Ultraist Studios Blog Journal thoughts, musings and other rambling…

April 30, 2007


Filed under: Mantra — M Kitchen @ 4:29 pm

Dave Sim quotes:

“Principles of Comic Store Reality.
1) Successful comic books immediately go up in dollar value in the aftermarket
2) The most successful comic books continue to go up in value in the aftermarket while less successful comic books level off or decline in value
3) Fewer and fewer comic books are in either category these days
4) Virtually all comic books in either category are from Marvel (and, as Mr. Boyle puts it, DC to a lesser degree)”

“I had been hearing a lot about incentive editions of comic books: basically if a retailer orders x number of copies of a new comic book, they get one limited edition copy of the same comic book with a different cover—essentially a rare collectible. Now, automatically most people are going to shut down having read that. That isn’t a luxury I have, given that I have to figure out how to break what I see as a monolithic, largely unassailable and completely understandable indifference to independent comics in today’s market. Just putting my secret project out there and hoping for the best falls under the heading of Wishful Thinking. To me, it makes more sense to deal with Reality. And, right now, a Comic Store Reality is incentive editions of “hot” comics.” *

“But it doesn’t work for independents or, at least, the track record for independents isn’t nearly as good because there isn’t built-in cachet—or the perception of built-in cachet—in order to get store owners to risk investment capital in ordering what they see as “too many copies”. The key is that the incentive book has to go up in value immediately in order to offset even the possibility of losing money “over-ordering” books.” *


  1. This blog is boring. Where’s the webcomic?

    Comment by TIE — May 3, 2007 @ 10:59 am

  2. Dude. Believe me. If I had time to be drawing comics. I’d be drawing comics. All work and no play makes Mike a dull boy.

    Comment by M Kitchen — May 3, 2007 @ 11:09 am

  3. Ive read Spud and Harry #1. Its great! Very interesting and cool format. Artwork is very slick, a nice mixture of styles that is very refreshing. This is the type of the comics that you start to read and you don’t want the story to finish. Cant wait to see whats next! You’re best work yet I think. Looking forward to Spy Guy #1! Meanwhile I can look forward to those web comic…kinda

    Comment by TIE — May 3, 2007 @ 12:35 pm

  4. i just got my copies last night!

    I was completely blown away. great pacing, great story. A flip comic was an awesome gimmick. You totally took your drawing skills to another level i’ve never seen from you.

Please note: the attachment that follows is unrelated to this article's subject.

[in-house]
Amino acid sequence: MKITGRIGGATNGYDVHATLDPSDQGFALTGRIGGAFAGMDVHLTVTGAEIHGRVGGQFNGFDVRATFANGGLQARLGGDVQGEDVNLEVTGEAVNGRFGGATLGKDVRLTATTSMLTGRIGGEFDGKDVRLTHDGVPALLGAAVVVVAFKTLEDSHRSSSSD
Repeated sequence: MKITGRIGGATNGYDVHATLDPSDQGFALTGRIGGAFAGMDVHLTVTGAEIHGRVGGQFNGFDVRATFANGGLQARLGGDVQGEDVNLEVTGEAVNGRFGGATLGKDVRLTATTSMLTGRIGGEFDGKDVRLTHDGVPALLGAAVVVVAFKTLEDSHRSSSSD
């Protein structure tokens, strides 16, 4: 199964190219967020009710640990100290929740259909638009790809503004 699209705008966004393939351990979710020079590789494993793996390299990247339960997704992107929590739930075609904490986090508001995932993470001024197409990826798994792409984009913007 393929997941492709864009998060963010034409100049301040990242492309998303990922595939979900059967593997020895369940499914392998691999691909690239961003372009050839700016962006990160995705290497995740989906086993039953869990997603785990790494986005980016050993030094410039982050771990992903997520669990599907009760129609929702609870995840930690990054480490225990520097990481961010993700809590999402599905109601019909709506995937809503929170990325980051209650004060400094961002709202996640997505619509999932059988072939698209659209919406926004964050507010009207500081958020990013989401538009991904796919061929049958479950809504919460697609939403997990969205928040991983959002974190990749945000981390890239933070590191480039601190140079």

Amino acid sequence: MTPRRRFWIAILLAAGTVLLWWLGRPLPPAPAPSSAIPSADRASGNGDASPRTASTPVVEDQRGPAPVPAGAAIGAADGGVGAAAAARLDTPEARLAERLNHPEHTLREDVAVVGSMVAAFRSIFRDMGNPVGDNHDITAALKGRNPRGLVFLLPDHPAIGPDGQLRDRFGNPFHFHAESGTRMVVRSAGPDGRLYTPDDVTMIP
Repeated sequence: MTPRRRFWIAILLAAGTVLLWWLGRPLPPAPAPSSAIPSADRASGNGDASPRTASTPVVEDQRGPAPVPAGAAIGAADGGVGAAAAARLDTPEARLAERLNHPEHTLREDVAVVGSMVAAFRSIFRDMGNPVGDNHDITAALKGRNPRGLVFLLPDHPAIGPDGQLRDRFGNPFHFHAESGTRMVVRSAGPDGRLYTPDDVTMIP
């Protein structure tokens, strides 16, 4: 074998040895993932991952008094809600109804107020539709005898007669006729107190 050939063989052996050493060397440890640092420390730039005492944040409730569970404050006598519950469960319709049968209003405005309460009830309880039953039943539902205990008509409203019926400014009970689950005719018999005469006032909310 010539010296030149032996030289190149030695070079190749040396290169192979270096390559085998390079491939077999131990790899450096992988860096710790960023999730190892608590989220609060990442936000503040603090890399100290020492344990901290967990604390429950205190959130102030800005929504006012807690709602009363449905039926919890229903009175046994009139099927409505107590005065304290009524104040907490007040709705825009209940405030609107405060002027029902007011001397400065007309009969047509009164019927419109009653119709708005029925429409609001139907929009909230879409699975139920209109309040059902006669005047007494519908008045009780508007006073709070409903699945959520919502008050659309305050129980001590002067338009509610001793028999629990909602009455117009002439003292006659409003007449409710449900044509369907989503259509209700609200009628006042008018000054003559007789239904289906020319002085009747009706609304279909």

I was actually sad after i read it. I knew how long it took you to get it complete, but i read it all in 15 minutes. And I know it’ll be a while before i see Spy Guy #1. But i’ve been flipping through it a lot today and breaking down your process.

    Thanks for the drawing too! Hilarious! Although, none from the Possum, tsk tsk.

    Comment by Matt Campbell — May 3, 2007 @ 1:52 pm

  5. Matt. I owe you a drawing. Mike sent it off before I could do one. Don’t you worry though. I’ll take care of you.

    Comment by Blair kitchen — May 3, 2007 @ 8:10 pm

  6. I just realized I wrote that post like a grade one student (or maybe like a robot). Lots of periods and one thought per sentence. No one can get mad at me for run on sentences though, can they?

    Comment by Blair kitchen — May 3, 2007 @ 8:12 pm

  7. Thai: Nice quotables! If I was going to run a letters column in SPY GUY #1 (which as of now, I’m not) this would be the opening letter. And I just realized now that I like getting negative blog posts. Too many “wow, great work” comes off as just ego stroking, which may feel nice, but when someone takes the time to write “boring” you know you’re doing something wrong. I was going to draw a comic strip on the GO Train today – but forgot my ink pens. AGHH!!!!

    Matt: It’s good to hear that box of comics arrived okay, and I’m glad that you were completely blown away. When the books came back from the printers, and I had a chance to read through the whole thing, I had the same reaction you did. It’s weird that SPY GUY: Minis was 24 pages, but with it’s half page comic strips jammed with panels and dialogue, took quite a long time to read. SPUD & HARRY was 36 pages, but because it’s an extended action sequence, and half of it has no dialogue, the whole thing just blows by. Before you know it? Done. At least the SPUD diatribe slows down the reading experience of THAT half of the book. I scanned in the sketch I sent you (though didn’t actually check it – so I HOPE it scanned properly), so maybe I’ll turn that into a blog post at some point.

    Blair: Your run on sentences. They make me mad at you.

    Comment by M Kitchen — May 4, 2007 @ 9:17 am

  8. If. Punctuation. Is. Wrong. I. Don’t. Want. To. Be. Right.

    Comment by Matt Campbell — May 4, 2007 @ 9:19 am

  9. Hmmm… this has me thinking I should make an online letters page for SPUD & HARRY. Sort of like the (failed) attempt at a SPY GUY: Minis feedback blog, but this time I’ve got some ideas on how to make it done right!

    Something to think about.

    Comment by M Kitchen — May 4, 2007 @ 10:20 am

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